US Navy testing electromagnetic catapult on aircraft carrier

by
in hardware on (#64A2)
story imageFor almost as long as aircraft carriers have existed, they’ve been equipped with steam-powered catapults to help fighters and bombers get airborne. That’s a remarkably old-fashioned technology when you’re launching stealth fighters that cost upwards of $20 million each. Aircraft carriers are gigantic, but the runways simply aren’t long enough for most planes to generate sufficient lift under their own power.

The US Navy is now testing a replacement system called the Electromagnetic Aircraft Launch System (EMALS) aboard the new USS Gerald R. Ford. It works by using an electric current to generate magnetic fields that propel a carriage down the track built into the runway, launching planes much more smoothly and efficiently than the old steam catapults with improved reliability. A steam catapult takes up a great deal of space and weigh in excess of 1,300 pounds. These systems take a long time to recharge after each launch, and the launch itself is rather abrupt. There’s no smooth acceleration with a steam piston, resulting in increase wear on the body of the aircraft. Steam catapults also use more power than the EMALS system.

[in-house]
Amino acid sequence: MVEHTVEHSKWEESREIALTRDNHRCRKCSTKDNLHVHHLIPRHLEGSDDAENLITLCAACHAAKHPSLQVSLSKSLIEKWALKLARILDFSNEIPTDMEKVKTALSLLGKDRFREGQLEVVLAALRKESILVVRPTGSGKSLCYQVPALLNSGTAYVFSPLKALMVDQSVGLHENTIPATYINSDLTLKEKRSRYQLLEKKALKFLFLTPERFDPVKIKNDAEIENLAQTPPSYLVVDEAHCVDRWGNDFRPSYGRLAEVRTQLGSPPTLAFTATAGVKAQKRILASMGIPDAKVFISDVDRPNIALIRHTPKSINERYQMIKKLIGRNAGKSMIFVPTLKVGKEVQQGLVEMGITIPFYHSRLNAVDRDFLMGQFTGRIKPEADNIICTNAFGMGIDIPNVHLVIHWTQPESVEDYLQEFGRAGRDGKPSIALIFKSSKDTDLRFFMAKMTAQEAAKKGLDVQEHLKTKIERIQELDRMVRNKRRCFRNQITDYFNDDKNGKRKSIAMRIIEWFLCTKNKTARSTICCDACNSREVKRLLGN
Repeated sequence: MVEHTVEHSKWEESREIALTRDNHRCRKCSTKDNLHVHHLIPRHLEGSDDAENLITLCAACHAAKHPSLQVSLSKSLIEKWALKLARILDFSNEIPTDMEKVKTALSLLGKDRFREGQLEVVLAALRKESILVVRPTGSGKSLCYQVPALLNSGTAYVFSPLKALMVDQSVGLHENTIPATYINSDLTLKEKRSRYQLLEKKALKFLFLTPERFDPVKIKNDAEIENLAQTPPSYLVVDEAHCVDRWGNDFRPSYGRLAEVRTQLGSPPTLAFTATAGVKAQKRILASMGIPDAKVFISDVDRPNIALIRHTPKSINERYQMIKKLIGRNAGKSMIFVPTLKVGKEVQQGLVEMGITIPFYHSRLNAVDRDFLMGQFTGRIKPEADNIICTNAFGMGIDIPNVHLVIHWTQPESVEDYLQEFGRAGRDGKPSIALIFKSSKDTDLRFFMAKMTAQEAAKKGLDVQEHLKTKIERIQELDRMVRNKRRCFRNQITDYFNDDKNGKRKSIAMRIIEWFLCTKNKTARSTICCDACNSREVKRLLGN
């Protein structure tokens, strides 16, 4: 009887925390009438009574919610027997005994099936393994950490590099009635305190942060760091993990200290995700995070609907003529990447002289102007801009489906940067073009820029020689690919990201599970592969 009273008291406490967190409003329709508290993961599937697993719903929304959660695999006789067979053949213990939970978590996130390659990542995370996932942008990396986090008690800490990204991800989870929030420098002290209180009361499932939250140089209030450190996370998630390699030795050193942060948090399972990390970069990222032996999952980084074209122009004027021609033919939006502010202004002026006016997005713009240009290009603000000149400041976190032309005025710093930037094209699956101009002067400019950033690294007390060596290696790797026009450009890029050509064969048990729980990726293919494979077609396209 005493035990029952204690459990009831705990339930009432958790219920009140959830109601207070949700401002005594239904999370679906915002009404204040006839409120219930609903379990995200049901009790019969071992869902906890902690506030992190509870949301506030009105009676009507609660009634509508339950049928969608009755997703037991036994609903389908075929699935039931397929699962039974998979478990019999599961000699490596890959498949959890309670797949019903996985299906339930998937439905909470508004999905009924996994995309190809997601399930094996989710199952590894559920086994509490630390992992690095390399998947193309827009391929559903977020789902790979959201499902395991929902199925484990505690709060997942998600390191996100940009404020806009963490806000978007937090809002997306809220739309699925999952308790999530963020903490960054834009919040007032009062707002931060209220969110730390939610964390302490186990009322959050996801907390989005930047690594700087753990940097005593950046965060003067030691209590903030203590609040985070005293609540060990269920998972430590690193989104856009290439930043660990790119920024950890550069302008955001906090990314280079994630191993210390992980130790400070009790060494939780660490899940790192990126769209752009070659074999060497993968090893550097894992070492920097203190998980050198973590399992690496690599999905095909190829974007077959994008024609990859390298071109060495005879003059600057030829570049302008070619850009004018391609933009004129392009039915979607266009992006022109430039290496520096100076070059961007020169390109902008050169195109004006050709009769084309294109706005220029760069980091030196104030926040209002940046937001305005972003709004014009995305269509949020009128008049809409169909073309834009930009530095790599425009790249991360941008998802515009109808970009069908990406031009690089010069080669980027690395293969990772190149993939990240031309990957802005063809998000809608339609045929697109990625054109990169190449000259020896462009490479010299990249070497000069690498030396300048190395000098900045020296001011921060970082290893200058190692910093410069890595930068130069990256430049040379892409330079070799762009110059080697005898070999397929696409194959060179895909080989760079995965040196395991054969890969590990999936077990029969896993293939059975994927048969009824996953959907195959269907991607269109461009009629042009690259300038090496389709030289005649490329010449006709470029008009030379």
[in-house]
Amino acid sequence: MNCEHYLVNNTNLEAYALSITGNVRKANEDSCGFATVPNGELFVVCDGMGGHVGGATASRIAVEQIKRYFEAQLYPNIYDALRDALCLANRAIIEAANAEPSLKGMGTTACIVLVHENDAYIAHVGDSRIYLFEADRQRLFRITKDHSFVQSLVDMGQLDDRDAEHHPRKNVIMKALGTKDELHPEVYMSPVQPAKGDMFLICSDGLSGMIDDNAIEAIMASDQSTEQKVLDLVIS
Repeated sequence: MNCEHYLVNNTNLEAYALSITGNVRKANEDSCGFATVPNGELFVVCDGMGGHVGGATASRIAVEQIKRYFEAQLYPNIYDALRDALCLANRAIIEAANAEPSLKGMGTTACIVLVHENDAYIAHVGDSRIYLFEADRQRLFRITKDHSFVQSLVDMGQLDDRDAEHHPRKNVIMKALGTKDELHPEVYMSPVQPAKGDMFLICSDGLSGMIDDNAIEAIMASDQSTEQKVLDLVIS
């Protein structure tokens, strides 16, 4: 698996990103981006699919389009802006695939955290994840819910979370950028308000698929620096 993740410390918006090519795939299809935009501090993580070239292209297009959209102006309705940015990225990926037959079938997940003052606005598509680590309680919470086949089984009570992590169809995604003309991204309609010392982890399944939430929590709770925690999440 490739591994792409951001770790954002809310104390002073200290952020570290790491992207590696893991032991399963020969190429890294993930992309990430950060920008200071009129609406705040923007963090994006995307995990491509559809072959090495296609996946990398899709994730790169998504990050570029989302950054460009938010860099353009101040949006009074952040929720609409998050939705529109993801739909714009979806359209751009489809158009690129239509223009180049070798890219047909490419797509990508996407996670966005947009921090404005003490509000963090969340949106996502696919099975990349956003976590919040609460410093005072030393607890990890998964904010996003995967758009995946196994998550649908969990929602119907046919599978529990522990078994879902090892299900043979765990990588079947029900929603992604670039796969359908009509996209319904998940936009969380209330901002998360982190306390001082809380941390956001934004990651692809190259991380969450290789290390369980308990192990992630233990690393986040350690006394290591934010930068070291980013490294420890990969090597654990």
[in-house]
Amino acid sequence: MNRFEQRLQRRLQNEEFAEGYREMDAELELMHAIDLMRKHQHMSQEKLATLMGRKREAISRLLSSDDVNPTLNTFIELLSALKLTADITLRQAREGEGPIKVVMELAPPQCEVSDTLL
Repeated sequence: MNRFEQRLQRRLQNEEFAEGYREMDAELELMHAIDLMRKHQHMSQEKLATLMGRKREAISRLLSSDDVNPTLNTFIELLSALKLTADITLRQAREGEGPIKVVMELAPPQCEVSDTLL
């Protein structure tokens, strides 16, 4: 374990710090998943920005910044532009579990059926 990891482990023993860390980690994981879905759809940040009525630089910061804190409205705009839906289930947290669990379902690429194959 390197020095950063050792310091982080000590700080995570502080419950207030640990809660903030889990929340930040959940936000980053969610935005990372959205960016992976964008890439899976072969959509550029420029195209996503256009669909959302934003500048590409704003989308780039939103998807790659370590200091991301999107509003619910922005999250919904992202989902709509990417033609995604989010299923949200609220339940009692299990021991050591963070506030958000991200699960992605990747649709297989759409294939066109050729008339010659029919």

Re: 20 million for a stealth fighter? (Score: 1)

by kwerle@pipedot.org on 2015-03-31 14:47 (#6558)

Yeah, all the numbers in the article seem pretty bunk. The steam catapult weighs 1300 pounds? I don't think so. 20 seconds and wikipedia:
Electromagnetic Aircraft Launch System: System weight< 225,000 kg

Steam catapult: "These systems take a long time to recharge after each launch"
Electromagnetic Aircraft Launch System: Cycle time 45 seconds

How long does it take to get the next jet into position?

The combination of wikipedia and file:///tmp/Electronics-poised-to-replace-steam-powered-aircraft-launch-system.pdf (from '02) add up to a much better article than the one linked.
Post Comment
Subject
Comment
Captcha
41, thirty five, ninety one, forty four or 3: which of these is the largest?